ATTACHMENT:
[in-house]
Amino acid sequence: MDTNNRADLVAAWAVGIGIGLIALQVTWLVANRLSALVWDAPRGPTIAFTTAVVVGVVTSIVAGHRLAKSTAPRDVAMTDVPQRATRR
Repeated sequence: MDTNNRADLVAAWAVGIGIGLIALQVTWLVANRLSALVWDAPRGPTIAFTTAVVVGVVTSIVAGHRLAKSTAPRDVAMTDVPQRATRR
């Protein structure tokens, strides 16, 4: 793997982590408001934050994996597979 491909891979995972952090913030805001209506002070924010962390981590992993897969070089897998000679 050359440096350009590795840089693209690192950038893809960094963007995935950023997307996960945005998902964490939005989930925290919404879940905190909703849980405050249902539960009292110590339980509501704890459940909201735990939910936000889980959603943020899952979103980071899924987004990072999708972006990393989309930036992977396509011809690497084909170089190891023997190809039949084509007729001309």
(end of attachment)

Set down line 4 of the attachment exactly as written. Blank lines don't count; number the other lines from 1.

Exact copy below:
């Protein structure tokens, strides 16, 4: 793997982590408001934050994996597979 491909891979995972952090913030805001209506002070924010962390981590992993897969070089897998000679 050359440096350009590795840089693209690192950038893809960094963007995935950023997307996960945005998902964490939005989930925290919404879940905190909703849980405050249902539960009292110590339980509501704890459940909201735990939910936000889980959603943020899952979103980071899924987004990072999708972006990393989309930036992977396509011809690497084909170089190891023997190809039949084509007729001309």